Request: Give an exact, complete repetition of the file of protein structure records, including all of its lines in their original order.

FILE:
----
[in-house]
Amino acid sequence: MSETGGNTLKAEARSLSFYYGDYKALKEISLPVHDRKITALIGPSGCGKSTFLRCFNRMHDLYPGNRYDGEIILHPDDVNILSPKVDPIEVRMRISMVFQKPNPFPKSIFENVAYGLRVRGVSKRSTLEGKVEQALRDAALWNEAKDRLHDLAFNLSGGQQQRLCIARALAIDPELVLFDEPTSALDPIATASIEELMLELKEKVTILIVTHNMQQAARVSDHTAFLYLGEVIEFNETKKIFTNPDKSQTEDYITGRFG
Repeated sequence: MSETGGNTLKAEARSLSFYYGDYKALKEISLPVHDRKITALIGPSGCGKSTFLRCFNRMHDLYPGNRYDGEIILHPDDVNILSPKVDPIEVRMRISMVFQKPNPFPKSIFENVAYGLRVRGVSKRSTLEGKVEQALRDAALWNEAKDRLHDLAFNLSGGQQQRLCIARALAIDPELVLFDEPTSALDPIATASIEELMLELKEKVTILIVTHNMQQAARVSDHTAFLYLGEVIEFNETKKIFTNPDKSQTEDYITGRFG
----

[in-house]
Amino acid sequence: MSETGGNTLKAEARSLSFYYGDYKALKEISLPVHDRKITALIGPSGCGKSTFLRCFNRMHDLYPGNRYDGEIILHPDDVNILSPKVDPIEVRMRISMVFQKPNPFPKSIFENVAYGLRVRGVSKRSTLEGKVEQALRDAALWNEAKDRLHDLAFNLSGGQQQRLCIARALAIDPELVLFDEPTSALDPIATASIEELMLELKEKVTILIVTHNMQQAARVSDHTAFLYLGEVIEFNETKKIFTNPDKSQTEDYITGRFG
Repeated sequence: MSETGGNTLKAEARSLSFYYGDYKALKEISLPVHDRKITALIGPSGCGKSTFLRCFNRMHDLYPGNRYDGEIILHPDDVNILSPKVDPIEVRMRISMVFQKPNPFPKSIFENVAYGLRVRGVSKRSTLEGKVEQALRDAALWNEAKDRLHDLAFNLSGGQQQRLCIARALAIDPELVLFDEPTSALDPIATASIEELMLELKEKVTILIVTHNMQQAARVSDHTAFLYLGEVIEFNETKKIFTNPDKSQTEDYITGRFG